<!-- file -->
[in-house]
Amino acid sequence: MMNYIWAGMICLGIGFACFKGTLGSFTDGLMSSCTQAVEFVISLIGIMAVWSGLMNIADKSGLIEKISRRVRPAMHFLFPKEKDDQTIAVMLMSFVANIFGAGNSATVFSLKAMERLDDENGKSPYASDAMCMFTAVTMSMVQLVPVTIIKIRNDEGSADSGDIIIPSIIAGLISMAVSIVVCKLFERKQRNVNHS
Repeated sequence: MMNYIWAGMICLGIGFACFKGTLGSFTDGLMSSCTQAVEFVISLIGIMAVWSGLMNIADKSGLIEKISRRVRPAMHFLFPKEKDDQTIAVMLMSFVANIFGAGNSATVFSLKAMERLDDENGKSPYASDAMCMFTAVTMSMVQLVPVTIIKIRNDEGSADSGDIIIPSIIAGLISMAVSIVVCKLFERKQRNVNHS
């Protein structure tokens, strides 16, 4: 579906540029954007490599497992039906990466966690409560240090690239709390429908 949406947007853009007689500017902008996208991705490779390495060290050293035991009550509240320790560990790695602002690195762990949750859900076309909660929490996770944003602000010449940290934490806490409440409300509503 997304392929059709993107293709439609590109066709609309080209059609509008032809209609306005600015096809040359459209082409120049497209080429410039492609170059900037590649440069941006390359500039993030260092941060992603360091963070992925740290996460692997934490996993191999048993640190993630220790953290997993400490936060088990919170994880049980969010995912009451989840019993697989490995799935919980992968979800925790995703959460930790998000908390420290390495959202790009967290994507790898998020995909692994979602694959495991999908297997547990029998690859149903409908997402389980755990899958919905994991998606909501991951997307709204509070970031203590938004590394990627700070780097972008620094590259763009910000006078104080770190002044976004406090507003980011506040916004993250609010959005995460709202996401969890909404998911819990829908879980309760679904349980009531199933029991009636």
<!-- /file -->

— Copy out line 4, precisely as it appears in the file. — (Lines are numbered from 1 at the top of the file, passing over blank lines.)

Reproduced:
């Protein structure tokens, strides 16, 4: 579906540029954007490599497992039906990466966690409560240090690239709390429908 949406947007853009007689500017902008996208991705490779390495060290050293035991009550509240320790560990790695602002690195762990949750859900076309909660929490996770944003602000010449940290934490806490409440409300509503 997304392929059709993107293709439609590109066709609309080209059609509008032809209609306005600015096809040359459209082409120049497209080429410039492609170059900037590649440069941006390359500039993030260092941060992603360091963070992925740290996460692997934490996993191999048993640190993630220790953290997993400490936060088990919170994880049980969010995912009451989840019993697989490995799935919980992968979800925790995703959460930790998000908390420290390495959202790009967290994507790898998020995909692994979602694959495991999908297997547990029998690859149903409908997402389980755990899958919905994991998606909501991951997307709204509070970031203590938004590394990627700070780097972008620094590259763009910000006078104080770190002044976004406090507003980011506040916004993250609010959005995460709202996401969890909404998911819990829908879980309760679904349980009531199933029991009636």